This past weekend, fans of the women's game gathered in Regents Park to honor Lily Parr, the first woman inducted to the National Football Museum Hall of Fame. Parr was an amazing character, from an incredible time in the history of women's football in the U.K. Renown for her athleticism and skill, she was a celebrity in the late teens and twenties, and was directly impacted by the 1921 FA ban that barred women from FA pitches and forbid FA members from refereeing or working as linesmen during women's games.
The Guardian reported on an FA statement issued over the weekend in relation to the Parr Trophy match - which was not, as far as I can tell, sponsored by the FA in any way. The newspaper story, "FA Apologies for 1921 Ban", offers no direct quotes from an FA statement, raising the question: Was it really an apology?
The Lily Parr Exhibition Trophy Match was part of Gay & Lesbian History Month - it was played between the London Lesbian Kickabouts and Arc-En-Ciel, a Parisian lesbian football team - recreating in spirit the first international women's game played between England and France. The fact that this celebration of Parr was a part of Lesbian & Gay History month - and that the two teams which played are lesbian feminist teams was not mentioned in Tony Leighton's telegraphic story (was anyone from The Guardian's staff there?). I suppose we should be grateful there was any mention of that match, of Lily Parr, and of the rest of action in the women's game this week in the four paragraph story. But is it really journalism if it's reporting final scores, and recycling press releases?
The Kickabouts posted the following on their website:
"Lucy Faulkner, Equality Manager at The Football Association said 'In 1921 The FA requested that clubs belonging to the Association should refuse the use of their grounds for matches played by women with the purpose of raising charitable funds. Furthermore, they stated that 'the game of football is quite unsuitable for females and ought not to be encouraged'.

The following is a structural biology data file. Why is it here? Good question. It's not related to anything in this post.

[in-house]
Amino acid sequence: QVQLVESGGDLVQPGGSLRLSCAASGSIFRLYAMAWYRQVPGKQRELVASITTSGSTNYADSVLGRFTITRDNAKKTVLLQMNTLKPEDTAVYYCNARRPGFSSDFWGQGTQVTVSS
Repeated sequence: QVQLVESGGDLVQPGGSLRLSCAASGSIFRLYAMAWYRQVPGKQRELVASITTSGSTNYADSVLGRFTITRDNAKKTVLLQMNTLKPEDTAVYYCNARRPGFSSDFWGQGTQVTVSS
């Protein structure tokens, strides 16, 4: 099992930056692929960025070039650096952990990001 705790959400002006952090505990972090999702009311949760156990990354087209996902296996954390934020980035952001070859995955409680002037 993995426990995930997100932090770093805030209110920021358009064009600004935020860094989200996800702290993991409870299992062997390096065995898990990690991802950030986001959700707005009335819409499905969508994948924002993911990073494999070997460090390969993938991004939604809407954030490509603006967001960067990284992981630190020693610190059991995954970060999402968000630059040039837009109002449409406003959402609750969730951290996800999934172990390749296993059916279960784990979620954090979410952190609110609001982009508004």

The damage this did to the women's game is hard to calculate but I am confident that with the support and investment of The FA in women's football in 2008, the sport will continue to go from strength to strength.'" There's another statement on the Kickabout site from Trevor Brooking, director of development at the FA about the growing strength of the women's game.
The Kickabouts quite rightly list this not as an "apology", but as a "response". A response from the Equality Manager is not an apology from the FA Board.
Maybe something went down at that game that has yet to surface in the blogs, like:
"FA Board members attend LGBT celebration of legendary athlete Lily Parr, and apologize for the sexism and homophobia that continue to dominate football culture. Vow to change their own attitudes, to give the FA's full support to its women players - and kick homophobia out of the men's game while they are at it."
ps: For more about Parr, see Barbara Jacobs's book, The Dick, Kerr Ladies.